The Boy Who Made It Rain – Review


From the rich school he attended to the change to a poorer area Clem learns the true meaning of abuse, prejudice, bullying, and discrimination.

From being treated as a unique and pleasant young man to being mistreated and beaten by a group of boys who enjoy hurting others The Boy Who Made It Rain really gives the reader much pause for thought as you hear the voice of the characters as they relate their impressions, encounters, and observations about Clem Curran. As you listen to the voices and read the narrations you will form your own opinions about each of the primary players in this novel and decide for yourself who was truly the cause of what happens and why.

Author-Brian-ConaghanAs the story opens we learn that the book is divided into two unique and separate parts. The first introduces the characters or main players who relate their feelings, initial experiences and observations of our main character Clem Curran. Continued by describing their first meetings with him, how they interacted with him in school, their rivalries, their teacher’s relationship with him and their jealousies and more. Clem Curran is a brilliant scholar who loves English, Shakespeare and languages.

There are many who do not understand much of what he does. The author begins by introducing the reader to Rosie who is definitely smitten with Clem. After reading how she describes him her observation of his looks, and how excited she was to be paired with him in Italian class you can tell she fancies him. Next, Classy Cora, her friend and yet rival for Clem’s attention and affection. Stating that he is boring and too into reading and books and not really her type. But, that remains to be seen. Next, we meet Paula Croal, the teacher who Rosie feels is too friendly to Clem yet not in the words of the teacher when we meet her. Ms. Croal is new to teaching and describes her feelings for Cora, Rosie, and Clem quite differently and feels that Cora is the wrong friend for Rosie.

Each character creates his/her own picture and character analysis of Clem. What is really unique is that they are all differently viewed from the perspective of the individual characters and how they feel they interacted with him while he attended the school in Scotland. Meeting Mr. Cunningham the head of the English Department is quite enlightening as he relates his views and opinions about each of the characters thus far and states that Cora in her slovenly way should drop out and go to beauty school, Rosie has a dark side and looks rather torn between death and the real world and Ms. Croal seems to emulate the lower end of the spectrum in dress but not in her ability to interact with the students and get the job done.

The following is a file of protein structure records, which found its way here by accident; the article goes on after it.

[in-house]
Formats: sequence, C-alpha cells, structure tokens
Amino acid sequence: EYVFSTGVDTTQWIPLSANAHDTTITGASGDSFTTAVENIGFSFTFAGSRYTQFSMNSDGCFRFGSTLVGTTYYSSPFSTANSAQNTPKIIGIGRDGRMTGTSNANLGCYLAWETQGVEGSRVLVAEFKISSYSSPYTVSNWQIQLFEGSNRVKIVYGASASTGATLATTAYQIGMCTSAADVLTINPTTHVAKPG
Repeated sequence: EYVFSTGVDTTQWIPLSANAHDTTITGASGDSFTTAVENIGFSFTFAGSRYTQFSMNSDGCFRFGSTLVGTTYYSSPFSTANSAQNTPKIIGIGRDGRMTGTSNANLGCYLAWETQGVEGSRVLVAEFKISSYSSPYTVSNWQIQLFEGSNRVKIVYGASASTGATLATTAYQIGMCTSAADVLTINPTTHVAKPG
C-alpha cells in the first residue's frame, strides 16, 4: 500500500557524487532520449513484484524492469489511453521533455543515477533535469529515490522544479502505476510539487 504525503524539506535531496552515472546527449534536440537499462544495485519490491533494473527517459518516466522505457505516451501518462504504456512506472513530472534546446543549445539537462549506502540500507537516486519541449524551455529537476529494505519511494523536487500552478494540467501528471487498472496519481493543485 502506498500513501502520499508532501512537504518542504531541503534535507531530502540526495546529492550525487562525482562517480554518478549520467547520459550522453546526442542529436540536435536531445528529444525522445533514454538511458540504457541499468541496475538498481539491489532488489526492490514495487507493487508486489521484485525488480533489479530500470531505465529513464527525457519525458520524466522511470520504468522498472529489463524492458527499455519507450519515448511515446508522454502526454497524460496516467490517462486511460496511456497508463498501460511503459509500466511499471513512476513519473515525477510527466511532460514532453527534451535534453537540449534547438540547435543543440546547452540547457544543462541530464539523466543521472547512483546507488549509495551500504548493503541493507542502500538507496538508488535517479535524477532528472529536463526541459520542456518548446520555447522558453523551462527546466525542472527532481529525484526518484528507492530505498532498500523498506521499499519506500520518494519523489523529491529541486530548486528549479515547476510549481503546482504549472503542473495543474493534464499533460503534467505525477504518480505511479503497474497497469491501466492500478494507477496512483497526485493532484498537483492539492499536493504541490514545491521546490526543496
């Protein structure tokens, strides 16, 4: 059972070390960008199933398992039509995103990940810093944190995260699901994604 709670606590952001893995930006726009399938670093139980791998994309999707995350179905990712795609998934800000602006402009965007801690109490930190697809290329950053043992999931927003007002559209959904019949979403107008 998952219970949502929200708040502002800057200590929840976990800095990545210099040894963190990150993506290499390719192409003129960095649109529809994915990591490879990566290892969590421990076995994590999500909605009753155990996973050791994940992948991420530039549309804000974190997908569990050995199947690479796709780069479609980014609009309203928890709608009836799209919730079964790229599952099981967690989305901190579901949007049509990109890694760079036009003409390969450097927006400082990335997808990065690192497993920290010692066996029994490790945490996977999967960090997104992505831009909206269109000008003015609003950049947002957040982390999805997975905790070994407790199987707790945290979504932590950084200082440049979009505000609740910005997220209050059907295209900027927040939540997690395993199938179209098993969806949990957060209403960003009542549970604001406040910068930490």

Continuing we hear from Rosie’s mom who has her own take on her daughter’s friendship with Cora and hopes for her future. Hoping that her relationship with Clem will stay on an even keel but things change and she soon learns that Clem will be moving to England and what happens may affect Rosie greatly. The author continues with Mr. Cunningham describing Clem’s parents and his impression of them and how he wishes his education would not be interrupted at such a crucial juncture. But, the worst was yet to come since the move and the damage awaits poor Clem when he arrives in Glasgow and enters his new school. Trying to be invisible, staying to himself and not directly looking at anyone in eyes seemed to be the way to go until it was not. What that means you will learn as my review continues for The Boy Who Made It Rain an innovative novel that will keep you glued to the story until you turn the last page and learn the final outcome.

Basically told in narrative form hearing the thoughts and voices of each character author Brian Conaghan has written a really unique novel about a young man named Clem whose only interest in life is to become a success. Rosie’s mom voices her concerns about her friendship with Clem and how it started, where she thought it might go and the end result when Rosie finds out he is leaving and returning to England. Next, we have Rosie herself who spies on Clem and Ms. Croal whose behavior with him was anything but appropriate. Cora weighs in next as her best friend and we hear the concerns of Mr. Cunningham about Clem, his moving and his parents. Finally, we are now at part two where Clem’s voice will be heard and what happens next will surprise the reader.